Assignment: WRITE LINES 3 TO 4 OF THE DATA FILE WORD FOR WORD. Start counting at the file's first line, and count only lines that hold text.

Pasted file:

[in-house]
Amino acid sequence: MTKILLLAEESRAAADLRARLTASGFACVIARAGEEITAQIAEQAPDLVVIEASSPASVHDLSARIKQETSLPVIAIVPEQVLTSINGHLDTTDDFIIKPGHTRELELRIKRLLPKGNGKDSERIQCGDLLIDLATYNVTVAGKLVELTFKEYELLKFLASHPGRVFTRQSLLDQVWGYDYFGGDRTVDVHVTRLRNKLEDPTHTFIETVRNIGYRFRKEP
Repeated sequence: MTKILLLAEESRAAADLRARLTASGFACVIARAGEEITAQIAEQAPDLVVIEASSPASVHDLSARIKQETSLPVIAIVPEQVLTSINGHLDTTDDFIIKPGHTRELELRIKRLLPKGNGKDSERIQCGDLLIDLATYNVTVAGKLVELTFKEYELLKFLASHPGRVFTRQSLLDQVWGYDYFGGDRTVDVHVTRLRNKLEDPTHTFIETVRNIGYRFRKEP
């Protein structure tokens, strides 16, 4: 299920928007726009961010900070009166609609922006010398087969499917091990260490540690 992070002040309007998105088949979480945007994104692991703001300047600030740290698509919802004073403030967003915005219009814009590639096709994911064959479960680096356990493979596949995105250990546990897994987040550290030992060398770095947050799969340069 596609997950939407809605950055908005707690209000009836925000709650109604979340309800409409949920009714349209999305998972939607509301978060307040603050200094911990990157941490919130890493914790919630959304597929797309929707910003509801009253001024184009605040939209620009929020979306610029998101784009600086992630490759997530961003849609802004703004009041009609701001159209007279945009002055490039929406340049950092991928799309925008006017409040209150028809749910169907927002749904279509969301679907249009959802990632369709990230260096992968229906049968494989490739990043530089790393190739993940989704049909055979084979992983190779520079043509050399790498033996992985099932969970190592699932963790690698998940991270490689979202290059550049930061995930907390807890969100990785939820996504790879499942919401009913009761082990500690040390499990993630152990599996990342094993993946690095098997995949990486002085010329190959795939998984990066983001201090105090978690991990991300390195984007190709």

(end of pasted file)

Repeated sequence: MTKILLLAEESRAAADLRARLTASGFACVIARAGEEITAQIAEQAPDLVVIEASSPASVHDLSARIKQETSLPVIAIVPEQVLTSINGHLDTTDDFIIKPGHTRELELRIKRLLPKGNGKDSERIQCGDLLIDLATYNVTVAGKLVELTFKEYELLKFLASHPGRVFTRQSLLDQVWGYDYFGGDRTVDVHVTRLRNKLEDPTHTFIETVRNIGYRFRKEP
């Protein structure tokens, strides 16, 4: 299920928007726009961010900070009166609609922006010398087969499917091990260490540690 992070002040309007998105088949979480945007994104692991703001300047600030740290698509919802004073403030967003915005219009814009590639096709994911064959479960680096356990493979596949995105250990546990897994987040550290030992060398770095947050799969340069 596609997950939407809605950055908005707690209000009836925000709650109604979340309800409409949920009714349209999305998972939607509301978060307040603050200094911990990157941490919130890493914790919630959304597929797309929707910003509801009253001024184009605040939209620009929020979306610029998101784009600086992630490759997530961003849609802004703004009041009609701001159209007279945009002055490039929406340049950092991928799309925008006017409040209150028809749910169907927002749904279509969301679907249009959802990632369709990230260096992968229906049968494989490739990043530089790393190739993940989704049909055979084979992983190779520079043509050399790498033996992985099932969970190592699932963790690698998940991270490689979202290059550049930061995930907390807890969100990785939820996504790879499942919401009913009761082990500690040390499990993630152990599996990342094993993946690095098997995949990486002085010329190959795939998984990066983001201090105090978690991990991300390195984007190709």